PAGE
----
September 1, 2014
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Condition Factsheets

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Plantar Fasciitis

(Heel Spur, Heel Spur Syndrome)

The Facts on Plantar Fasciitis

To find out where this condition gets its name, we need to look at a specific area of the foot. Your foot is made up of bones, muscles, tendons, and ligaments. The plantar fascia is a relatively inflexible, strong, fibrous band on the bottom of the foot that supports the arch of your foot.

Beginning at the heel bone, the plantar fascia extends the length of your foot to connect with your toes at the ball of the foot. When you walk, your weight is distributed across your feet. Any imbalances in the mechanics of your foot and distribution of weight can potentially cause pain.

Diseases involving inflammation end with "itis." This explains the name of the condition as being an inflammation of the plantar fascia, thus plantar fasciitis.

Repetitive movements such as walking or running stretch the plantar fascia. Because it is not very flexible, this can cause small tears in the fascia, which leads to inflammation and pain. Other factors such as high arches, fallen arches, or a change in the walking surface contribute to the stress placed on the plantar fascia and heel.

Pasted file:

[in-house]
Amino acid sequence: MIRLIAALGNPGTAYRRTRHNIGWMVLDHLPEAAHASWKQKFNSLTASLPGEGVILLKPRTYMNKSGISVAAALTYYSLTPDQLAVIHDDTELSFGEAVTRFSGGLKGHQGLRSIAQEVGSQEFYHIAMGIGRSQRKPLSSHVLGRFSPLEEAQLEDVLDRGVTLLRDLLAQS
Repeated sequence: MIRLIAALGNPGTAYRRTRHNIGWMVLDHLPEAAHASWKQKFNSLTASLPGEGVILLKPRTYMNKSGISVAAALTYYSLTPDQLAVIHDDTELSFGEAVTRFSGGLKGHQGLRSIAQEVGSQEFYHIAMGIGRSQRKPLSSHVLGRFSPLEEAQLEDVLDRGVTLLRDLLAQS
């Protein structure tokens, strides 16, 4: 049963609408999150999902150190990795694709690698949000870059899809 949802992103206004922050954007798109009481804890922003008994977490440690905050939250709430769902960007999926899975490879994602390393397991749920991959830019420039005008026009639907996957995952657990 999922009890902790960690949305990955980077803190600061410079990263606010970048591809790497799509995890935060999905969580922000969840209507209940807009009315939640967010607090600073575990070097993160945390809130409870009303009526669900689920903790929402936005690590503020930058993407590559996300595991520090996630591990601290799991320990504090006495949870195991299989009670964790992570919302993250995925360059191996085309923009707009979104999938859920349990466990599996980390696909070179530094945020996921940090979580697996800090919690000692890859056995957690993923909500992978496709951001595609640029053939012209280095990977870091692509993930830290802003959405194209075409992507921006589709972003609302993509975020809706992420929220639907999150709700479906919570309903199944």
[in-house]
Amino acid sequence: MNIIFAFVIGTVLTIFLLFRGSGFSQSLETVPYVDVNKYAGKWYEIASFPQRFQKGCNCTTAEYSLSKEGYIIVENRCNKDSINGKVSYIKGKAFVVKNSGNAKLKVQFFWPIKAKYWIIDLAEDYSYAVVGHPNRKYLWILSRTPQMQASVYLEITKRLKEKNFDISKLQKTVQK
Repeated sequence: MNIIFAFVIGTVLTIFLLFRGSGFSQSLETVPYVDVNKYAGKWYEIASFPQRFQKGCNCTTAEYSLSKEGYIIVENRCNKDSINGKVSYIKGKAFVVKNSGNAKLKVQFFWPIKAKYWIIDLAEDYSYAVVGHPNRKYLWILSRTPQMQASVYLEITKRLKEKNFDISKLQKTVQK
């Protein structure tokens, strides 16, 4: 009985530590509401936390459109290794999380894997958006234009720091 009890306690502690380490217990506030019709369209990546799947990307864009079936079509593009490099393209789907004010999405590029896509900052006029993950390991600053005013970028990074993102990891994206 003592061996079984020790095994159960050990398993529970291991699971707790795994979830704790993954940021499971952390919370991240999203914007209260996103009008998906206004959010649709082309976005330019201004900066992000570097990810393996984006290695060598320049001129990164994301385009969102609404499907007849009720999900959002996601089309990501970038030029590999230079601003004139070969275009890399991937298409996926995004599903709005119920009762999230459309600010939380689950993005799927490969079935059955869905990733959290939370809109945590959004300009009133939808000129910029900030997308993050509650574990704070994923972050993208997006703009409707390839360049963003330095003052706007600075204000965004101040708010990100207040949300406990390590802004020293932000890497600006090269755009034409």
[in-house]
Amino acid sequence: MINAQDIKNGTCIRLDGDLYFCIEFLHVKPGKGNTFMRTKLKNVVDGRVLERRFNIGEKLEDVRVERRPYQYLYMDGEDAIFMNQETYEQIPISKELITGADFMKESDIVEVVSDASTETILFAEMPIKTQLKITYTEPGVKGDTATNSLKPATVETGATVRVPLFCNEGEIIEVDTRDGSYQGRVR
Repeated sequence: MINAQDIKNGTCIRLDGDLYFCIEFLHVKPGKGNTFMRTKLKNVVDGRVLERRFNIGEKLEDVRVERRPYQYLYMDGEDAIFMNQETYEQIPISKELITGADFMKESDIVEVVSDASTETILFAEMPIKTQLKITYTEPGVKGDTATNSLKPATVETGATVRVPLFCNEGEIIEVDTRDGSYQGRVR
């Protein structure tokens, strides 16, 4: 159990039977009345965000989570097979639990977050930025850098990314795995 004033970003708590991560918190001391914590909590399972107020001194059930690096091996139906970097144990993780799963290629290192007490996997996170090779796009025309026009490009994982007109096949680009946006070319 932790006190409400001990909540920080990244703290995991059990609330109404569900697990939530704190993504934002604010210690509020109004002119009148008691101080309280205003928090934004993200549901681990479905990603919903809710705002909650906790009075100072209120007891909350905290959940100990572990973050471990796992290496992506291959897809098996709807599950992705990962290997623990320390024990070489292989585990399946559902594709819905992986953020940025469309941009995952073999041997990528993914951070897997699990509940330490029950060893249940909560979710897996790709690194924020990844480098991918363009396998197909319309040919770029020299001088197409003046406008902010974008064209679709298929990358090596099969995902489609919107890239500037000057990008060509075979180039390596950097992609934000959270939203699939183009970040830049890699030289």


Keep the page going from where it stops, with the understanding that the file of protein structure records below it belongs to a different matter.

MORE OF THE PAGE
Causes of Plantar Fasciitis

A variety of causes exist for plantar fasciitis. Some of the most common causes include:

  • excessive weight load on the foot due to obesity or prolonged standing
  • mechanical imbalances of the foot
  • osteoarthritis and rheumatoid arthritis
  • sudden increase in body weight (e.g., pregnancy)
  • sudden increase in walking or running
  • tight calf muscles is a very common cause of the disorder
  • wearing shoes with poor support, including flip-flops

Another cause of pain is the shortening of the plantar fascia overnight due to the ankle bending, causing the toes to point towards the ground. The plantar fascia stretches in the morning when you stand. The act of lengthening it causes a great deal of pain. However, this is not limited to an overnight occurrence - it can happen any time the foot is flexed (i.e., pointed) for extended periods of time. For example, driving in the car for long periods can cause fasciitis in the right foot, which steps on the accelerator.





Symptoms and Complications of Plantar Fasciitis

People with this condition sometimes describe the feeling as a hot, sharp sensation in the heel. You usually notice the pain first thing in the morning when you stand. After walking for a period of time, the pain usually lessens or even disappears. However, sharp pain in the center of the heel may return after resting for a period of time and then resuming activity.

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